The ability to express multiple options that are exclusive as a data structure is a powerful concept. To leverage it's full power it's requires some rethinking on how to model our data.
We are going use a simple UI example to rethink how to approach representing our state.
This lesson was highly inspired by Yaron Minky's advice to "make illegal states unrepresentable" in his talk Effective ML as well as Richard Feldman's talk Making impossible states impossible with Elm.
Instructor: [00:00] To demonstrate how to make illegal states impossible, we're going to build a simplified version of an app fetching and rendering the current user info. We start out using pseudo code to define the UI states. We need three of them.
[00:15] First, we want to print a loading text while we're waiting for the data. Next, in case of a successful request, we want to print, "Your name is" followed by the name. In case of an error, we print, "Something went wrong."
[00:30] Let's start by declaring your record type request. First, we add a field loading of type Boolean to indicate if the request is currently loading. We do the same for error. Finally, we add the field name of type string.
[00:48] Right away, we create the first legal state. While loading is set to true, error is set to false, and name an empty string. The print logic is pretty straightforward. If my request is currently loading, we return loading. In case it fails, we print something is wrong. The only other option is name is available, and we print the name.
[01:16] The second legal status, when the request finished loading but failed, works as expected. Last but not least, the legal state for loading finished, and the field name is filled. We covered all three cases and fulfilled the requirements.
[01:39] Wait a minute. Did you notice there's a lot that possibly could go wrong? By accident or on purpose, someone could create a state that should never be possible. For example, we could set loading to true and error to true.
[01:58] When reevaluating our if/else expression, it's really interesting. It renders loading but by definition, this is a state that should never happen. Due to the way our data is structured, it opens up the question, what should our UI code do in such a case? Maybe show the error instead of loading? Maybe ignore this at all, because it should never happen? Clearly, it can.
[02:22] It might not be you, but someone else might come in who didn't know about the initial requirement and create states that aren't legal. What's even more troublesome is not one combination, but even in this simple example, there are more illegal states. For example, loading true, error false, but the name set. Or loading false, error true, and the name set.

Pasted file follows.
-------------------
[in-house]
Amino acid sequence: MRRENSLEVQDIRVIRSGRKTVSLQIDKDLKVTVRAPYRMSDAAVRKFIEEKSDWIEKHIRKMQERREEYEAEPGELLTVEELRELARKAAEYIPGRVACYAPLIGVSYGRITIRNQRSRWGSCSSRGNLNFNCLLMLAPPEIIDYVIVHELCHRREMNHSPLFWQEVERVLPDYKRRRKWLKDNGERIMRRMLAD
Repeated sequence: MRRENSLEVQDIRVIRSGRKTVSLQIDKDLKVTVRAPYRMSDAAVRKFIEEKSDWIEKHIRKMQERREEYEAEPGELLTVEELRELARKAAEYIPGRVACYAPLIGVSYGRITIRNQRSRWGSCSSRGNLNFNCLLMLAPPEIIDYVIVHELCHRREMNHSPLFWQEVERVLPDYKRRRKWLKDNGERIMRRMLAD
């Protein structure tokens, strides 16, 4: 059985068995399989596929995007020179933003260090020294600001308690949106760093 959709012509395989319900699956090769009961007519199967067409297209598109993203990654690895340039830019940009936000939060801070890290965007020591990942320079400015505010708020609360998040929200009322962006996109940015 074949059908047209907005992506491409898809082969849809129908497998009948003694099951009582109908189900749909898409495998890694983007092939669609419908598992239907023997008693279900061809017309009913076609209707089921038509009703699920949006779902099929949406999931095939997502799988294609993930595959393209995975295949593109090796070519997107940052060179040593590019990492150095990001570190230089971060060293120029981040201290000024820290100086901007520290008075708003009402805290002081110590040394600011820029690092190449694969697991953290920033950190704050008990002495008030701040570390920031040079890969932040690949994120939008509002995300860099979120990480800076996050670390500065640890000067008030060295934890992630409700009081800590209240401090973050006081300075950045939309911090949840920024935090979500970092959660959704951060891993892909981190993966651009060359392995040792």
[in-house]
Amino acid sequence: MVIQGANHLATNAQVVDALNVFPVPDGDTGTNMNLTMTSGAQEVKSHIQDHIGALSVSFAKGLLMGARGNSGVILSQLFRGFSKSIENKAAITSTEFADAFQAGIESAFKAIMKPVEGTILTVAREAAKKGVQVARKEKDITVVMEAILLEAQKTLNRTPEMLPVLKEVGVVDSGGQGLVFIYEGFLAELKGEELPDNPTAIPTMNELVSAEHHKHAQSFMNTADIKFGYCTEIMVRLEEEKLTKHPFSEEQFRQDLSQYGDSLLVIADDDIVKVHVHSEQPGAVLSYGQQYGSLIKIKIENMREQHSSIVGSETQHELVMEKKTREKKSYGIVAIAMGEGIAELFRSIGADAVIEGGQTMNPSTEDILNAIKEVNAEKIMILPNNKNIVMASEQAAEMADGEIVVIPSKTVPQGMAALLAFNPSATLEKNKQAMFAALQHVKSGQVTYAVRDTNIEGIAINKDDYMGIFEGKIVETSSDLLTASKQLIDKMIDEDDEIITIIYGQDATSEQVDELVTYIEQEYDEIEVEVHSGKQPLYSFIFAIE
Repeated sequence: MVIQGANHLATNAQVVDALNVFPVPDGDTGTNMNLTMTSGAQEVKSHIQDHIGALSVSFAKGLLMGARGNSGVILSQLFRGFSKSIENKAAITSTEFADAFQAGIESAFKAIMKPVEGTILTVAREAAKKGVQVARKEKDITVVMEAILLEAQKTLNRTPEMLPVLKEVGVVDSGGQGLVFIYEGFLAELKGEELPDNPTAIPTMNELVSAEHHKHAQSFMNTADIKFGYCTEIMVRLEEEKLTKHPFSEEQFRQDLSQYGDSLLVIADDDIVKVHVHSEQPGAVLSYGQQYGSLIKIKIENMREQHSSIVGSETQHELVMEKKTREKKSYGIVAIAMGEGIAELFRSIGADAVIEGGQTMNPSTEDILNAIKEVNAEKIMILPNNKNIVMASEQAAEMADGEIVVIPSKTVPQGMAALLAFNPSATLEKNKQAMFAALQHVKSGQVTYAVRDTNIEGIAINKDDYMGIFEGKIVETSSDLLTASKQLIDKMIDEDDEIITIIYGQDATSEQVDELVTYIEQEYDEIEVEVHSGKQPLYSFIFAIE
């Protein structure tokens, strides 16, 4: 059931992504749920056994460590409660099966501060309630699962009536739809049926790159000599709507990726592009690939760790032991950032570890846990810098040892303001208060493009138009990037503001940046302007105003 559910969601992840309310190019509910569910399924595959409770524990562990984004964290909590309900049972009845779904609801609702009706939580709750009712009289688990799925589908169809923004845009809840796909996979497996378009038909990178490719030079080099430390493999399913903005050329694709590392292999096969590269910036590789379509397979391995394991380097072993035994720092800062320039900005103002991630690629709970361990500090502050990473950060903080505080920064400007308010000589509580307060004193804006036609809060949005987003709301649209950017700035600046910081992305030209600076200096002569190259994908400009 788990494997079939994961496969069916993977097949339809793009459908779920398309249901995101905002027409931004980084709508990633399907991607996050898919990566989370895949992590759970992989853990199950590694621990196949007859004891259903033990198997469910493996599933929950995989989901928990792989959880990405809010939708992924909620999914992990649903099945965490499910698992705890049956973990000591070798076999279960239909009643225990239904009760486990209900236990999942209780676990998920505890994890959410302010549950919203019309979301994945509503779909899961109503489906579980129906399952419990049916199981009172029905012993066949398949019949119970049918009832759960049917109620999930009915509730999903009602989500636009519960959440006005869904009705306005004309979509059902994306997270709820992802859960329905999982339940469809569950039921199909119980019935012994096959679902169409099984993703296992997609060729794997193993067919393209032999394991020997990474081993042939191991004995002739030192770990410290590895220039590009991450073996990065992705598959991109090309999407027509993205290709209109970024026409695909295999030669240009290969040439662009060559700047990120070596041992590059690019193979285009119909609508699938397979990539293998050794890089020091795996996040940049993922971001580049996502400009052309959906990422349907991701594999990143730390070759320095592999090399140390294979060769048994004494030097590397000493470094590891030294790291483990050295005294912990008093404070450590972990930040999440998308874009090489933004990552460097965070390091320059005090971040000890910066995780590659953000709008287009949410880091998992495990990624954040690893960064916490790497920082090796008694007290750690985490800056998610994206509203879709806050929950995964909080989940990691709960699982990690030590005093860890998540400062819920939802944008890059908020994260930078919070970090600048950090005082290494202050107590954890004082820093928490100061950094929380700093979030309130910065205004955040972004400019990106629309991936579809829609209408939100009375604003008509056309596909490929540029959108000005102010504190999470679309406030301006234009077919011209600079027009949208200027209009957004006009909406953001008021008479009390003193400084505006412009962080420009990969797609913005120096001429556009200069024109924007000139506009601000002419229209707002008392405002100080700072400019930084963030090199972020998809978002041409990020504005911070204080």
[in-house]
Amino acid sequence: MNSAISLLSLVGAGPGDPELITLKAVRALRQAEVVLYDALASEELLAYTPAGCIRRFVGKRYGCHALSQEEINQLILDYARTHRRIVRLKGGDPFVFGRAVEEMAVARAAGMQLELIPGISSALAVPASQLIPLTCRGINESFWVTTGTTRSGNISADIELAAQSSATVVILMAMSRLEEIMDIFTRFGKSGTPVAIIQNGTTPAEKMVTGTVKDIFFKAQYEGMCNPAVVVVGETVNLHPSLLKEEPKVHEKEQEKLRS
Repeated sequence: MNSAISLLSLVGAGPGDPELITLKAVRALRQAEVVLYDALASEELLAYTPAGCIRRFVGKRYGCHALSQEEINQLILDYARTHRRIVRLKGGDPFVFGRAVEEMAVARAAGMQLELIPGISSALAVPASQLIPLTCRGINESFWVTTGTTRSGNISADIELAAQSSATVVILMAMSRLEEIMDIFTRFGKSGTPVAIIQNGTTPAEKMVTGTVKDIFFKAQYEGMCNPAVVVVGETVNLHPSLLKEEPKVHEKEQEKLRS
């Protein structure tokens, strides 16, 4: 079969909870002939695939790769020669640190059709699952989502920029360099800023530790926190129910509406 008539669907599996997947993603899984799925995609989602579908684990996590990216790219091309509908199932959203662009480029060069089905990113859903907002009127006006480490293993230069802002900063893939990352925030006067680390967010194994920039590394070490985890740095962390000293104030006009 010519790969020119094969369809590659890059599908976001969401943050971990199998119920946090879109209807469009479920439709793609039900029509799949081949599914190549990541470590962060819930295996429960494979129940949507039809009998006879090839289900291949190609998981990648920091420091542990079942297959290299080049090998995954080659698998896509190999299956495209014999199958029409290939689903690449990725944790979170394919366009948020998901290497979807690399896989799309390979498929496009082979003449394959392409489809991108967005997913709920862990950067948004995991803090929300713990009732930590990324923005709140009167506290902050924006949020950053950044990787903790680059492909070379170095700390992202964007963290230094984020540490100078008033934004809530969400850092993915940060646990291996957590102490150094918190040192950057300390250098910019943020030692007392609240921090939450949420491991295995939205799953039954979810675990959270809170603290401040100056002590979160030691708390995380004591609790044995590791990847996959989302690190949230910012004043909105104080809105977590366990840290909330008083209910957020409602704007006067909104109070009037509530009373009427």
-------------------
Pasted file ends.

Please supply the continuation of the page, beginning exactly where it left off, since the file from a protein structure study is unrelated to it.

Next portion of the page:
[02:47] There is one case I'm especially concerned about if the request succeeded but the assignment of the name didn't happen and therefore stayed empty. In this case, the user would see a broken UI, a bug that leads to a bad user experience.
[03:03] Of course, this is in a simple example, and you probably would have identified the issue quickly, but even this simple example requires additional cognitive overhead for developers and in worst case leads to bugs like the one I just described. Believe me or not, but it doesn't get better the more complex your state becomes.
[03:22] What now? There is a better way how to deal with this problem. This is exactly where variants come in. Let's start from scratch and recreate the type request with a variant. Each constructor represents one of the states, loading, error, success. Success was an additional string for the name.
[03:42] We set our state to the loading constructor and write a switch expression for a text to be rendered. We can change the state and rerun our switch expression. All cases work as expected. What's really fascinating about this, with a request variant, we can never have loading, error a success at the same time.
[04:19] In addition, using the switch expression in combination with the variant, we can't forget a state. For example, if we forget about the loading state, the compiler will warn us. There is one more edge case, though.
[04:32] What if you can't trust the backend and, for some users, it might return an empty string? This would lead to the same broken UI as I described earlier as a bug. Fortunately, since we can match for exact values, we can even match for an empty string and return an appropriate case.
[04:51] Isn't it fascinating? One additional concept to represent states, and suddenly, we eliminated a whole range of bugs. I don't know about you, but I was super excited and mind blown the first time I realized this. To me, this is one of the most critical reasons why I'm using Reason.
[05:09] Last move on because I want to demo you one more thing. In a real-world case, the constructor, success, most likely will contain another data structure like another variant, record, or list. For example, a user response record that would contain the ID, name, and age of a user. This is exactly what we can use in a success constructor. Pretty cool.
[05:45] Before we move on to the next lesson, let me remind you that a type system doesn't magically eliminate bugs. Properly leveraged, though, it points out the unhandled conditions and asks you to cover them. The ability to model this or that correctly is crucial to avoid bugs.